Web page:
Starting with initial discussions in April, we chose a name (a few hours of discussion, and then Pat’s partner coming up with the right name in an instant), set up social media accounts (Twitter mostly, obvs), set up a domain (thank you Reclaim), email address, and ko-fi account. Pat’s artistic skills gave us great visuals and our mascot Hopful Bunny. We drafted the call for proposals, spent quite a while trying to work out what languages to translate it into. The call went out at the end of July.

It’s hard getting a Twitter thing going from zero to conference in a couple of months. Our networks helped—thank you friends, it wouldn’t have happened without your support, amplification and participation—but one of the things that we wanted to do was to reach beyond our own social, cultural and geographic bubbles. We got picked up by a couple of podcast channels, so you can hear us talking about HeyPressto on Radio EduTalk and the Sentree blog Thank you John and Michelle. (I think these were the first podcast / internet radio things I have been on, I’ve been pretty good at refusing them until now, and they were nothing like as stressful as I had feared). We picked up followers, and some who supported us quite actively. I want to give a special shout out to @getClassicPress because the engagement from the ClassicPress community strongly contrasted with the blanking from the big noises in the  WordPress community.

Perhaps because we were going outside our own community, there were quite a few folk who didn’t seem to get what we were doing. We listened and re-doubled our efforts to explain, provide examples, respond to feedback on what was confusing. I’m proud of our efforts to fix things that weren’t clear.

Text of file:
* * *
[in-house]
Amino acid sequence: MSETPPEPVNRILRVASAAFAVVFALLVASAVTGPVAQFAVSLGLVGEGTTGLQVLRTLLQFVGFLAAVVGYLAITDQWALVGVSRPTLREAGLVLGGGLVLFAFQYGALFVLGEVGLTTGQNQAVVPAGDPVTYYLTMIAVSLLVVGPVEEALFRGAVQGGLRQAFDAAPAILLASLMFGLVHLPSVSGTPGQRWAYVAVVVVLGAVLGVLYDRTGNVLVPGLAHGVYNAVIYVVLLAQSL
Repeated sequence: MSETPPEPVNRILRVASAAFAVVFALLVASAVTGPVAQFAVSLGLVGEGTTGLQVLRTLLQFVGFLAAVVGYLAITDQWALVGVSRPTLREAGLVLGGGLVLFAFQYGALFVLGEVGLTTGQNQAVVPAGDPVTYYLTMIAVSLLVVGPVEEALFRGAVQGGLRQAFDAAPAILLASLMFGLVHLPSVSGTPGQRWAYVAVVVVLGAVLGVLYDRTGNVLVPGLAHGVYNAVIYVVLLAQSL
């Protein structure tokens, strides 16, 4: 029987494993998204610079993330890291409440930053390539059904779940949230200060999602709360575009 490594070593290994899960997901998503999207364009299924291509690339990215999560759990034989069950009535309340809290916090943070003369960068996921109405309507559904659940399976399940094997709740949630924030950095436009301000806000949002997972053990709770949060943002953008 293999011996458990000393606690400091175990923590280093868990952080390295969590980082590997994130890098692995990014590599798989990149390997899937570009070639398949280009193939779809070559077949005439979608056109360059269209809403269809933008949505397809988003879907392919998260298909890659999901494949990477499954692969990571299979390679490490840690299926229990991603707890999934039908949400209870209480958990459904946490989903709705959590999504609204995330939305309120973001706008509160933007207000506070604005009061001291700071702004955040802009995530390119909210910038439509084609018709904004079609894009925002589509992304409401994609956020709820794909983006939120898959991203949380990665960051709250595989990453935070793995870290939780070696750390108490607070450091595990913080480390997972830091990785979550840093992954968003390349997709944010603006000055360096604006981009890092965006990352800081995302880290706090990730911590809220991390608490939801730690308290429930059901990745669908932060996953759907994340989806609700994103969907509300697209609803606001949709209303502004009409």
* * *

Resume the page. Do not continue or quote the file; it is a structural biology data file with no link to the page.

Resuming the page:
The rest was smooth running. Proposals came in steadily. Presentations were scheduled. Advice given to presenters who were unfamiliar with the format. We continued to promote and made new friends who boosted our message. Time zones were a problem. Introductory Tweets were scheduled. Presentations were presented (mostly at the right time), and I think the day went really quite well.

Personal Highlights

I’ve mentioned some of my highlights in the process described above. I’ld also like to call out a few of the presenters that I personally appreciated, without prejudice to the others who also did a great job:

Jan Koch, our opening presenter, did a fine presentation but backed it up with a video version of great professionalism. Superb effort, Jan.

Frances Bell and Lorna M Campbell gave a great presentation on #FemEdTech that  absolutely hit the spot on a number of problematic issues such as being equitable, accessible & inclusive in a place that can be “driven by algorithms & plagued by bots”.

Chris Aldrich whose presentation gave a name and coherence to something that I have long wanted to try, and providing enough hints on how to do it that I might yet get there.

Many presenters (too many to list , it turns out, without just reproducing the schedule page) gave really useful hints on approaches they use, or stories of their experience in implementing them, and inspiration for what I want to try next.

Speaking of what I want to try next, the ClassicPress presentations (roughly covering “why” & “how“) deserve special mention for their engagement with this baffling thing that a conference on Twitter is.

Finally, I think the most important presentation of the day was from Ronald Huereca on Mental Illness in Tech

The post HeyPressto, a conference on Twitter appeared first on Sharing and learning.

Liked a tweet by WordPress.com⤴

from @ wwwd – John's World Wide Wall Display

Liked a tweet by wordpressdotcom
Today we’re announcing an all-new P2 beta as a standalone product, powered by http://WordPress.com. We’re excited to have you try it out: https://wordpress.com/blog/2020/08/06/improve-your-remote-collaboration-with-p2/

We had the p2 theme in Glow Blogs and I though it had a lot of potential. I wonder if running your own p2 will be on the cards? I’d love to see it back in Glow.